(19)
(11)EP 1 275 651 A2

(12)EUROPEAN PATENT APPLICATION

(43)Date of publication:
15.01.2003 Bulletin 2003/03

(21)Application number: 02013425.0

(22)Date of filing:  13.06.2002
(51)Int. Cl.7C07D 495/14, C07D 519/00, C09K 19/34, H01B 1/12
(84)Designated Contracting States:
AT BE CH CY DE DK ES FI FR GB GR IE IT LI LU MC NL PT SE TR
Designated Extension States:
AL LT LV MK RO SI

(30)Priority: 09.07.2001 EP 01115742

(71)Applicant: MERCK PATENT GmbH
64293 Darmstadt (DE)

(72)Inventors:
  • Farrand, Louise
    Blandford Forum, Dorset DT11 9ED (GB)
  • Thompson, Marcus
    Fordingbridge, Hampshire SP6 1RR (GB)
  • Giles, Mark
    Southampton SO15 2LE (GB)
  • Heeney, Martin
    Southampton SO14 6TQ (GB)
  • Tierney, Steven
    Southampton SO15 7QW (GB)
  • Shkunov, Maxim
    Southampton SO16 6SX (GB)
  • Sparrowe, David
    Bournemouth, Dorset BH6 5EJ (GB)
  • McCulloch, Iain
    Kings Somborne, Hampshire SO20 6PE (GB)

  


(54)Thienothiophene derivatives


(57) The invention relates to new thienothiophene derivatives, their use as semiconductors or charge transport materials, in optical, electrooptical or electronic devices like for example organic field effect transistors (FET or OFET) for thin film transistor liquid crystal displays and integrated circuit devices such as RFID tags, electroluminescent devices in flat panel displays, and in photovoltaic and sensor devices, and to a field effect transistor, light emitting device or ID tag comprising the thienothiophene derivatives.


Description

Field of Invention



[0001] The invention relates to new thienothiophene derviatives. The invention further relates to their use as semiconductors or charge transport materials, in optical, electrooptical or electronic devices like for example organic field effect transistors (FET or OFET) for thin film transistor liquid crystal displays and integrated circuit devices such as radio frequency identification (RFID) tags, electroluminescent devices in flat panel displays, and in photovoltaic and sensor devices. The invention further relates to a field effect transistor, light emitting device or identification (ID) tag comprising the new thienothiophene derivatives.

Background and Prior Art



[0002] Organic materials have recently shown promise as the active layer in organic based thin film transistors and organic field effect transistors [see H. E. Katz, Z. Bao and S. L. Gilat, Acc. Chem. Res., 2001, 34, 5, 359]. Such devices have potential applications in smart cards, security tags and the switching element in flat panel displays. Organic materials are envisaged to have substantial cost advantages over their silicon analogues if they can be deposited from solution, as this enables a fast, large-area fabrication route.

[0003] The performance of the device is principally based upon the charge carrier mobility of the semiconducting material and the current on/off ratio, so the ideal semiconductor should have a low conductivity in the off state, combined with a high charge carrier mobility (> 1 x 10-3 cm2V-1 s-1). In addition, it is important that the semiconducting material is relatively stable to oxidation i.e. it has a high ionisation potential, as oxidation leads to reduced device performance.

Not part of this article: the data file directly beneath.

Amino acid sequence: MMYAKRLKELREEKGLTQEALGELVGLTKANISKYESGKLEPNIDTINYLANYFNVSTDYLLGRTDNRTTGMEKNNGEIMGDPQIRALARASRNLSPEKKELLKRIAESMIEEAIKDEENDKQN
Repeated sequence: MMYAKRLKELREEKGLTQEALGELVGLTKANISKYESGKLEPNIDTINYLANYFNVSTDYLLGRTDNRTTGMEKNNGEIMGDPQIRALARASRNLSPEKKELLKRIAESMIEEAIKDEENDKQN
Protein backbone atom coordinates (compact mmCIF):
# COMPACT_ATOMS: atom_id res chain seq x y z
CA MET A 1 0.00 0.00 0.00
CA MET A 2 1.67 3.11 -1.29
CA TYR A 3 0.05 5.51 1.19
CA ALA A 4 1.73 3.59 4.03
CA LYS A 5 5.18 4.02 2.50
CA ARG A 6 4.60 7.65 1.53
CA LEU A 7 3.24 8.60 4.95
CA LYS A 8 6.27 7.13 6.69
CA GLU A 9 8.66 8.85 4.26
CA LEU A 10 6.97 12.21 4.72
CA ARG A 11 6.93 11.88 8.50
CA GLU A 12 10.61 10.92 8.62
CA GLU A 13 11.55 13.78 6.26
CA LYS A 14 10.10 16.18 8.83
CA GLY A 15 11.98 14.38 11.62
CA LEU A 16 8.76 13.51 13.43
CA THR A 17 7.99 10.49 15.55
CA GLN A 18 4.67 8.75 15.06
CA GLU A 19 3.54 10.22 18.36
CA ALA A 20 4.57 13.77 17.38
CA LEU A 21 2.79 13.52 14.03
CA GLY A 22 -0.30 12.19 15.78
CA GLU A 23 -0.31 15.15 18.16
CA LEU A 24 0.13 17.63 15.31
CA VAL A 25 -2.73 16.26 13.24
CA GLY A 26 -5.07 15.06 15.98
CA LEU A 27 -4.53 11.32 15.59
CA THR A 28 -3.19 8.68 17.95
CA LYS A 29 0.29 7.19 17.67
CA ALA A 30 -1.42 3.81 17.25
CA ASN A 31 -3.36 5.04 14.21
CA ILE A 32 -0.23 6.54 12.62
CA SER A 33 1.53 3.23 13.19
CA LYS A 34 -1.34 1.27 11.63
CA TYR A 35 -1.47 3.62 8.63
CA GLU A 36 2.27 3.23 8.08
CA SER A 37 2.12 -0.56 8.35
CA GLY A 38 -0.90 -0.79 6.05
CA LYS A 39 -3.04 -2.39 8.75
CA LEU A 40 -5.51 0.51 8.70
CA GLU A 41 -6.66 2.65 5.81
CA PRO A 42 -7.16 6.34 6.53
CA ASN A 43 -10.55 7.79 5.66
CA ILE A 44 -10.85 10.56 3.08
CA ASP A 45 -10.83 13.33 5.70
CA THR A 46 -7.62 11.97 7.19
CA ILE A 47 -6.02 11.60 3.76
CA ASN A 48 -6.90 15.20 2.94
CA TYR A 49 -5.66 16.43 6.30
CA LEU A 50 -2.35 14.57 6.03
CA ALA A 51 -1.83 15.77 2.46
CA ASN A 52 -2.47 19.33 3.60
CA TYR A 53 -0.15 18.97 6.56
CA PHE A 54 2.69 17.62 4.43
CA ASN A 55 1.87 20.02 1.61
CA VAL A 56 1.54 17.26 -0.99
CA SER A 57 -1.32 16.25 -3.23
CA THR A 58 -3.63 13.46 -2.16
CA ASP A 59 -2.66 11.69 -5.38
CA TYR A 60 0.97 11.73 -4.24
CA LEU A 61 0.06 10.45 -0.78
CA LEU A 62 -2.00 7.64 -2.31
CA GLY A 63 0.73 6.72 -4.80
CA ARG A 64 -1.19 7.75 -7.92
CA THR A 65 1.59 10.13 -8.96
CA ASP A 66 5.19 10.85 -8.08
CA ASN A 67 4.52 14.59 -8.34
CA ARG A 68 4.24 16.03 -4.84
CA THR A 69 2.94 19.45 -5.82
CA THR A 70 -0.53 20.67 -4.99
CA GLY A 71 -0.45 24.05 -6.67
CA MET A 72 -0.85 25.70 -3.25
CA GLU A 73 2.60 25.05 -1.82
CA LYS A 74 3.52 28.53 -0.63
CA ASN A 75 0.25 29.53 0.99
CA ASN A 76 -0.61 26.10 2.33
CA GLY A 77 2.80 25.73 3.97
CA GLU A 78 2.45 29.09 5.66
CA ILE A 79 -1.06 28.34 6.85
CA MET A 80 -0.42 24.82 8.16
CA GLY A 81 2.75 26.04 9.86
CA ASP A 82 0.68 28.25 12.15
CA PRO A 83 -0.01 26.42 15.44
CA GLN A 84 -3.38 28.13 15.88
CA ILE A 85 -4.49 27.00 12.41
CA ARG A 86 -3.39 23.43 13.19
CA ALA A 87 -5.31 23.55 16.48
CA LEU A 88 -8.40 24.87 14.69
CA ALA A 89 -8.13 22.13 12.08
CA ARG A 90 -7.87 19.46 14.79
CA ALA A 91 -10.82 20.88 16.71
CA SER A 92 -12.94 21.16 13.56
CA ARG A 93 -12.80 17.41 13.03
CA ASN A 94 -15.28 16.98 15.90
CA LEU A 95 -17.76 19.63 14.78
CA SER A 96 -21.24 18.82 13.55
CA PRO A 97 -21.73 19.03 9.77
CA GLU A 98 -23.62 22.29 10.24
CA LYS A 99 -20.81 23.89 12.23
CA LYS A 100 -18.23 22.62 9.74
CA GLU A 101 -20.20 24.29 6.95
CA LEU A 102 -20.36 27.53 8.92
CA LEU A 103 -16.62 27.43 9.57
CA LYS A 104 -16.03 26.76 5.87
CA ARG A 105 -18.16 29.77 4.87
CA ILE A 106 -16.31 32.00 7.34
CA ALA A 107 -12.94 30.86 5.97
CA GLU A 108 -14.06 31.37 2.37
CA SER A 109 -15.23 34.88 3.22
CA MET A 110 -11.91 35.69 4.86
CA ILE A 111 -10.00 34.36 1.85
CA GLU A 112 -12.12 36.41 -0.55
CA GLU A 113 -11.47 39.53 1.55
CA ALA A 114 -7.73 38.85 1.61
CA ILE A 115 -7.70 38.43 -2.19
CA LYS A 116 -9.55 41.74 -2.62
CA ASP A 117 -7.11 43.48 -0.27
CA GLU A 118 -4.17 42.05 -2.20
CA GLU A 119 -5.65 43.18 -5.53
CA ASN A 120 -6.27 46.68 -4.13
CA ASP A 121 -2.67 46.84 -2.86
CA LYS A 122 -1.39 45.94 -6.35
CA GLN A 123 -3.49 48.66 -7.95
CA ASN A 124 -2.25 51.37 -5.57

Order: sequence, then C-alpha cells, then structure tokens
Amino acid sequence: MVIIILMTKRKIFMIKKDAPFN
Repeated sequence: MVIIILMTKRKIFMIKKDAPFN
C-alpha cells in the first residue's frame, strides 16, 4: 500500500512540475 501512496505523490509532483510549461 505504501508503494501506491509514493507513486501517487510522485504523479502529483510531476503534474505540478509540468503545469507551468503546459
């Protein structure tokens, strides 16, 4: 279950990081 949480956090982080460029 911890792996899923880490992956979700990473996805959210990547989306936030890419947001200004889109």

[0004] Compounds known in prior art for use as semiconductors are the fused dimer of dithienothiophene (DTT) and α,α'-bis(dithieno[3,2-b:2',3'-d]thiophene (BDT) having the structures shown below.



[0005] BDT and DDT are described for example in F. de Jong and M. J. Janssen, J. Org. Chem., 1971, 36, 12, 1645; S. Inaoka and D. M. Collard, J. Mater. Chem., 1999, 9, 1719; H. Sirringhaus et al, Appl. Phys. Lett. 1997, 71 (26), 3871; X-C. Li et al, J. Am. Chem. Soc., 1998, 120, 2206, and in the international patent application WO 99/12989.

[0006] In particular BDT, which has been extensively studied, has been shown to be an effective p-type semiconductor for organic FETs with a very high charge carrier mobility of 0.02-0.05 cm2/V. BDT also has been found in the solid state to have a completely coplanar formation, and to be more planar than oligomers of thiophene.

[0007] However, the materials described in prior art have several disadvantages., BDT has a high melting point and is very insoluble, therefore, if used as the active layer in an organic thin film transistor, it cannot be readily solution processed.

[0008] As a result, for applications like FETs, prior art materials like BDT are usually deposited as a thin film by vacuum deposition, which is an expensive processing technique that is unsuitable for the fabrication of large-area films.

[0009] It was an aim of the present invention to provide new organic materials for use as semiconductors or charge transport materials, which are easy to synthesize, have high charge mobility, and good processibility. The materials should be easily processible to form thin and large-area films for use in semiconductor devices. Other aims of the invention are immediately evident to those skilled in the art from the following description.

[0010] It was found that these aims can be achieved by providing thienothiophenes as described below.

[0011] US 4,639,328 discloses compounds with a thienothiophene group for use as components of liquid crystalline phases, but does not proivde any suggestion to semiconductor materials.

Definition of Terms